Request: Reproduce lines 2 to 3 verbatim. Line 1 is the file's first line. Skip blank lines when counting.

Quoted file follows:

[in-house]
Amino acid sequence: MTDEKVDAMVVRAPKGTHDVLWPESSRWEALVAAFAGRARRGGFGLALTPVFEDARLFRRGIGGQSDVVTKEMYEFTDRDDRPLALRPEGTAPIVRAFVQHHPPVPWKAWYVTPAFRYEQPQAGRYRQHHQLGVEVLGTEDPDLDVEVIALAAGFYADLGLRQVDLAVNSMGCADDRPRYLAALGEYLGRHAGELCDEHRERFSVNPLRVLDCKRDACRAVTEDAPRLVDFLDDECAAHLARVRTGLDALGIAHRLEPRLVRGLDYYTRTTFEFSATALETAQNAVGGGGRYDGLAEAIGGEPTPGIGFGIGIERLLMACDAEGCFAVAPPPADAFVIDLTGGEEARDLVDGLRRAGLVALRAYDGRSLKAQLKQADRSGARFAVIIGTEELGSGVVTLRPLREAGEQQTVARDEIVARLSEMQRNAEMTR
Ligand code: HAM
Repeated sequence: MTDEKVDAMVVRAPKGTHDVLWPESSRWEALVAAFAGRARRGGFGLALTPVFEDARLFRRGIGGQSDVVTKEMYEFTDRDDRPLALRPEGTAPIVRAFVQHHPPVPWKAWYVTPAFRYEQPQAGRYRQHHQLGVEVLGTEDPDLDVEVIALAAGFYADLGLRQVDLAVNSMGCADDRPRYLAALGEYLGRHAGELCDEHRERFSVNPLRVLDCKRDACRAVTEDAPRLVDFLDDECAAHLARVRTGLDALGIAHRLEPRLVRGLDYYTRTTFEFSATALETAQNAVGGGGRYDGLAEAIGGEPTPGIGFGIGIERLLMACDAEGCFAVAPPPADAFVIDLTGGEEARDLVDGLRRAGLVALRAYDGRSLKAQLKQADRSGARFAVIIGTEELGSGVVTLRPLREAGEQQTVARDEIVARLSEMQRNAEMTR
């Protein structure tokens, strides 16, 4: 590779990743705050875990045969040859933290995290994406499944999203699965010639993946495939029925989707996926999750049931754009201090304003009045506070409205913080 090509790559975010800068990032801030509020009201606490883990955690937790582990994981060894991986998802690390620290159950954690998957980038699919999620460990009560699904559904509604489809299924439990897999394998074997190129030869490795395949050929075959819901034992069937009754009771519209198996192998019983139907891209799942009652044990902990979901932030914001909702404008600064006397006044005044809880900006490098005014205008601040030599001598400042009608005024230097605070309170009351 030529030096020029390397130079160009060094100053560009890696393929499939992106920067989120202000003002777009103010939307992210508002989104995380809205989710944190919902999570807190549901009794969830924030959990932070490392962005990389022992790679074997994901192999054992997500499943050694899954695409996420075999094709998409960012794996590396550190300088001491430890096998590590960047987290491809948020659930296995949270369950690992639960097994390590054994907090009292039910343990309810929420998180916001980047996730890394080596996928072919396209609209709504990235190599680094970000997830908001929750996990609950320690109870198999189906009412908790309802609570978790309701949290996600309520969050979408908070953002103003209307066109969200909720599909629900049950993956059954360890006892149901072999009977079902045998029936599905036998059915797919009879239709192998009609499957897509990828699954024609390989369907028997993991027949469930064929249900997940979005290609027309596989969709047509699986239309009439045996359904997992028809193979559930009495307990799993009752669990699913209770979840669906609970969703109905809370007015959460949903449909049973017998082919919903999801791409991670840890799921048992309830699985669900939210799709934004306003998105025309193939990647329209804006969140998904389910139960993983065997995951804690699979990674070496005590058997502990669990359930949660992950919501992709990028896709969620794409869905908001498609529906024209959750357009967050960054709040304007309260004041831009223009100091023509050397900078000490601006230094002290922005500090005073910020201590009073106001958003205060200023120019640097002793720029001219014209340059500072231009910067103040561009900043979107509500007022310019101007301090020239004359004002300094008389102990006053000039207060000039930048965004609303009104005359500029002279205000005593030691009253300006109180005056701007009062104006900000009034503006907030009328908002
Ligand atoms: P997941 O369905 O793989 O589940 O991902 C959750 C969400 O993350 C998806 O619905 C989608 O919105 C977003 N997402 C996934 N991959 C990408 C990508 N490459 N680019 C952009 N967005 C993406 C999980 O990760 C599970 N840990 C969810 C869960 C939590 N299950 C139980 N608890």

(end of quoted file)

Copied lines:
Amino acid sequence: MTDEKVDAMVVRAPKGTHDVLWPESSRWEALVAAFAGRARRGGFGLALTPVFEDARLFRRGIGGQSDVVTKEMYEFTDRDDRPLALRPEGTAPIVRAFVQHHPPVPWKAWYVTPAFRYEQPQAGRYRQHHQLGVEVLGTEDPDLDVEVIALAAGFYADLGLRQVDLAVNSMGCADDRPRYLAALGEYLGRHAGELCDEHRERFSVNPLRVLDCKRDACRAVTEDAPRLVDFLDDECAAHLARVRTGLDALGIAHRLEPRLVRGLDYYTRTTFEFSATALETAQNAVGGGGRYDGLAEAIGGEPTPGIGFGIGIERLLMACDAEGCFAVAPPPADAFVIDLTGGEEARDLVDGLRRAGLVALRAYDGRSLKAQLKQADRSGARFAVIIGTEELGSGVVTLRPLREAGEQQTVARDEIVARLSEMQRNAEMTR
Ligand code: HAM